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My Recent Publication About the Experiences of 2G During the COVID-19 Pandemic, and the Importance of 2G Forums During Stressful Times

I am very pleased to share tne news that my paper describing the reactions of Second Generation (2G) to the COVID-19 pandemic, and to the socio-political events that took place in the USA during the same time, was recently published in the American Journal of Orthopsychiatry, Social Innovations,  Vol 91(2), 2021, 171-180. The electronic citation to the paper is

The paper provide a narrative report of experiences expressed by over 1,200 participants in several web-based interactive webinars for 2G during the “shelter at home” period in March and April 2020. The intergenerational transmission of unique Holocaust-related fears and sensitivities, and the unique perspective borne out of having grown up in families of parents who survived genocidal violence, were prominent in the interactive discussions during these online webinars. Despite differences among individuals in the way they experience the impact of their Holocaust legacy on their reactions to the Covid-19 pandemic, many felt that this impact was very meaningful and that it created a profound difference which they felt could not be understood, could not even be discussed, with other friends and relatives who were not children of Holocaust survivors. The sense of not being able to share one’s deeper feelings with relatives or friends during a distressing time could contribute to feelings of subjective isolation and alienation, especially when social distancing already limited the ability to engage in meaningful social relationships and activities. This possibility to gather virtually and communicate with others who share the same legacy offers a particularly important space for voicing and mutually processing the unique reverberations of intergenerational trauma during times that bring to the fore echoes of existential threat and genocidal violence.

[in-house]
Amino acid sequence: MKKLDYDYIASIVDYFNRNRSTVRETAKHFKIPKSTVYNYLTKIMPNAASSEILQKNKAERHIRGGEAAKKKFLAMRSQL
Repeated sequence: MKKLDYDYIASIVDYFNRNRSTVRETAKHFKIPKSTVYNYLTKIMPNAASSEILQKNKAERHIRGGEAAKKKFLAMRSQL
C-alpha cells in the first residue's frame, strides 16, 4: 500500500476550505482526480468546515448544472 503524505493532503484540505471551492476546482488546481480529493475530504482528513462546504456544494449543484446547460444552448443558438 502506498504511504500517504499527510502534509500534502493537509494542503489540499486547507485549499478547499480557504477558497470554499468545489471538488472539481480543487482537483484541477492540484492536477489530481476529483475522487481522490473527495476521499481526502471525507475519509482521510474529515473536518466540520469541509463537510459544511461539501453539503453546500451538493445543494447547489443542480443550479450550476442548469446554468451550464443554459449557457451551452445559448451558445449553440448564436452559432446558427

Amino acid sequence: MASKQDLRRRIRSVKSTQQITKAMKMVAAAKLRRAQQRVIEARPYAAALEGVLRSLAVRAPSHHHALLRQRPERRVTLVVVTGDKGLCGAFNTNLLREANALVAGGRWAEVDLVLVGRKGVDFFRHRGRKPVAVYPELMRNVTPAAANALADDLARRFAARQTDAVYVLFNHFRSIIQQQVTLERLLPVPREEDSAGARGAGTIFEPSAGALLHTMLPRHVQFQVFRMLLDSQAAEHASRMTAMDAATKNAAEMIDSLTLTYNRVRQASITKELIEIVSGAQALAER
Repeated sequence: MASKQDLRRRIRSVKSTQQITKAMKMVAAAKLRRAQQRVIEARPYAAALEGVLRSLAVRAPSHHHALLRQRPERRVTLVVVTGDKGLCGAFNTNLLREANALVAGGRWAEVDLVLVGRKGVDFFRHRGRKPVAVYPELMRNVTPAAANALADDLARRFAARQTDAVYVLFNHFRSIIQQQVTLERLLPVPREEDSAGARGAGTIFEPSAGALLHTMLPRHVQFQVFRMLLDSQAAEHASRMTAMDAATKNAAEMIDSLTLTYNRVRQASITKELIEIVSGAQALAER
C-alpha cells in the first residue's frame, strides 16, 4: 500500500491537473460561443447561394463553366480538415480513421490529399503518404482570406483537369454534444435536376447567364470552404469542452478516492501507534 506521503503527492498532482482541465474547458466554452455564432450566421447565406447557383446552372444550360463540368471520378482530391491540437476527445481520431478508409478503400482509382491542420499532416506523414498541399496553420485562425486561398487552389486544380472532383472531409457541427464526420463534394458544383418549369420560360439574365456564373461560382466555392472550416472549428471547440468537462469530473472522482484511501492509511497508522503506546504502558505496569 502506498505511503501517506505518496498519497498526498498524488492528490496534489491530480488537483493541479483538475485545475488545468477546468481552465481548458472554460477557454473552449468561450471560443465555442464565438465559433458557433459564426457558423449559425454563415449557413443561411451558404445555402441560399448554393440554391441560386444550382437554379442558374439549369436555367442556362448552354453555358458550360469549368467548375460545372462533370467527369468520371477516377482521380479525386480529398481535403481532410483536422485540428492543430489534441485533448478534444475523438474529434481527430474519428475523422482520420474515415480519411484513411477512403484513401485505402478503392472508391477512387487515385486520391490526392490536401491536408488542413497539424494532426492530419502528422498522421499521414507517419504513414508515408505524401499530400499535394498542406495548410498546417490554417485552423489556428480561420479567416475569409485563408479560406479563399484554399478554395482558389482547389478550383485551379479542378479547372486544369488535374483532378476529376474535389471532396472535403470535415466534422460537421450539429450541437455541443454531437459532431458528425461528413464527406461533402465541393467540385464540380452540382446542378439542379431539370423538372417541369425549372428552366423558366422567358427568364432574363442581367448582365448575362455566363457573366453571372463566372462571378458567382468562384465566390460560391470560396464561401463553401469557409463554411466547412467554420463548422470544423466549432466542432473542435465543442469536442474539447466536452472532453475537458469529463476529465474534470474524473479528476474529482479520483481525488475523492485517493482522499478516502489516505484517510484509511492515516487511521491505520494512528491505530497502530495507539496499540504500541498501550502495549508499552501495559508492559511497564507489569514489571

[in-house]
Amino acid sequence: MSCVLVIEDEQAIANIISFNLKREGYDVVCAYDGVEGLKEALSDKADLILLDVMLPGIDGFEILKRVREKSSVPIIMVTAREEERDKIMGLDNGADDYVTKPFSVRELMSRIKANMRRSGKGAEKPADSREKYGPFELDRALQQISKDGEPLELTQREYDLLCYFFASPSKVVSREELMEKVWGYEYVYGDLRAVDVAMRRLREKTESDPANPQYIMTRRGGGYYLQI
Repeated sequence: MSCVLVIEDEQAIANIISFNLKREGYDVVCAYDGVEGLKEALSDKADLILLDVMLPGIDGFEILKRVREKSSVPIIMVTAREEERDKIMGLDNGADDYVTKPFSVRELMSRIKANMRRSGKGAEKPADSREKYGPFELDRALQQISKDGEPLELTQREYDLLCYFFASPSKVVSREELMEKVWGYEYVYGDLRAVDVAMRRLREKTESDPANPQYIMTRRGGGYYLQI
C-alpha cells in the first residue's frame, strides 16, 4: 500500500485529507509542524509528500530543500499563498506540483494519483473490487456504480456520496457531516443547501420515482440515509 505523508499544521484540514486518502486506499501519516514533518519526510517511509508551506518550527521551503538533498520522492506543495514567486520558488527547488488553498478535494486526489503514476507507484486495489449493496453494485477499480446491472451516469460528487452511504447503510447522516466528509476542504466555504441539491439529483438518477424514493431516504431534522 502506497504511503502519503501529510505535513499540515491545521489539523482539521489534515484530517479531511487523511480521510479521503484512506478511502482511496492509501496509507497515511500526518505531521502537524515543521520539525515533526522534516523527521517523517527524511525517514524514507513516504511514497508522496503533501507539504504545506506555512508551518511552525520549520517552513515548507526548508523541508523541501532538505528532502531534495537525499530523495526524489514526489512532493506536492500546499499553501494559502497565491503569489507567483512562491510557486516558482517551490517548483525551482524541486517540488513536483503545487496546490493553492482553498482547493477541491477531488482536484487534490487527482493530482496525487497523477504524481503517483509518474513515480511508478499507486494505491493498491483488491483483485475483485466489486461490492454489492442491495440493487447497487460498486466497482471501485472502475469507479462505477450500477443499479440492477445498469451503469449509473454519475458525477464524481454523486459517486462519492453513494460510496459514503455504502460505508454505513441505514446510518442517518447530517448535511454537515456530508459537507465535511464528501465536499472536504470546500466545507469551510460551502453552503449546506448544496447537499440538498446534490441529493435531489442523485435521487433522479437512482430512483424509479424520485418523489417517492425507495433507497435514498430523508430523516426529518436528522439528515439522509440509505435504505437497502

It is proposed in the paper that this format of “web-based, second-best” way of being together, an intervention that emerged spontaneously in response to the coronavirus and social distancing, offers a novel, non-pathologizing, effective form of supportive psychosocial intervention uniquely suited to the unprecedented challenges experienced during circumstances that require social distancing.

Those interested in reading the paper can do so by clicking the image of the paper title below, and following the link to download a .pdf version of the paper.

           Irit Felsen



  1. Lynn H Friedman says

    Thank you for this excellent study. As a 2G and a psychotherapist with a number of 2G and 3G clients, I found the results to be very much in sync with what I am seeing . Well done.

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